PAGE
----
My son sets the official onset of summer at our house.
Many Americans consider the end of the school year the start to their summer break.
Working adults wait for the Memorial Day weekend to begin the summer vacation season.
Others still identify the beginning of summer by the almanac and the summer solstice to bring the official onset of the hottest season.
In Arizona, summer is sometimes identified by the first day of temperatures reaching 100, which has happened as early as March and as late as June, and summer temperatures can last well into October. According to South West Weather, Phoenix has seen an average of 110 days per year with maximum temperatures of 100 degrees or higher from 1981-2010.
Summer can mean different things to different people and different communities.
For people in the Midwest, it might mean high temperatures with high humidity and firefly infested nights.
For school age children it might mean camp-filled days with hiking, canoeing and campfires.
For parents of school age children summer can be road trips to Disneyland, Sea World or trips home to see the grandparents.
Memories of playing Marco Polo in the community pool or sliding down the largest slide, or riding the big waves at the local Water Surf Park carry some kids through the long fall school session.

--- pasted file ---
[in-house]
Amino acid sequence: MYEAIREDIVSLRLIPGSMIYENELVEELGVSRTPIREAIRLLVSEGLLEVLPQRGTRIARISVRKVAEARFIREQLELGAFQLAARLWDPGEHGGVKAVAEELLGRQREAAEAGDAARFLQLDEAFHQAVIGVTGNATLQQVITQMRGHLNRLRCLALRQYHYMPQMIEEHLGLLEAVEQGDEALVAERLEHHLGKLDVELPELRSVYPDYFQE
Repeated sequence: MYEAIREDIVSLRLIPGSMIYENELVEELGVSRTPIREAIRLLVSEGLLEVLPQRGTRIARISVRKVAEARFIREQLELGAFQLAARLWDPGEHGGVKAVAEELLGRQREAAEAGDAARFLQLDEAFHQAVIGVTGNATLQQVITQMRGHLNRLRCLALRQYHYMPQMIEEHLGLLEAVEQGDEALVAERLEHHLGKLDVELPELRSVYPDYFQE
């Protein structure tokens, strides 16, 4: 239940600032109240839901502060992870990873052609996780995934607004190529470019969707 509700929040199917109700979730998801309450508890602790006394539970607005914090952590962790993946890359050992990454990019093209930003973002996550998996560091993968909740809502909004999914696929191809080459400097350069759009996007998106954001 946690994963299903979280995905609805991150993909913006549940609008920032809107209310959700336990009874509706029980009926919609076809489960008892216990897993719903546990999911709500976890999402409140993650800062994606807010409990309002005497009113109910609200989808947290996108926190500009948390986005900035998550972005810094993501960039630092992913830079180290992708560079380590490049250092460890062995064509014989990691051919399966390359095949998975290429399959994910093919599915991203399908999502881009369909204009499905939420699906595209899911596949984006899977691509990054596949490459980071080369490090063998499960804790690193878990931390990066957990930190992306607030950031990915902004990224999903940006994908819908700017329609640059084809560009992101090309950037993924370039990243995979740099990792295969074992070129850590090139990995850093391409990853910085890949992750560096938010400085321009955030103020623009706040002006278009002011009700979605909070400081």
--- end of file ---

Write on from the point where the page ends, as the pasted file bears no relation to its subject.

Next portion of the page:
Teenagers romanticize their time at the beach, riding the waves and checking out the bikini-clad babes as their dream summer.
As the temperatures start to rise and the sun begins to dry the air, and walking out the door feels like Hansel and Gretel stepping into the witch’s oven- the blast of heat whipping across your face and nostrils-, at my house we know summer might be on the way.
When all these things happen, we all hold our breath around the dinner table, or tread lightly after meeting for a family lunch; because the one true sign of summer at our house is when, because of the heat, my son can no longer hold down a decent sized meal.
We know it is summer at our house, when Russel throws up for the first time.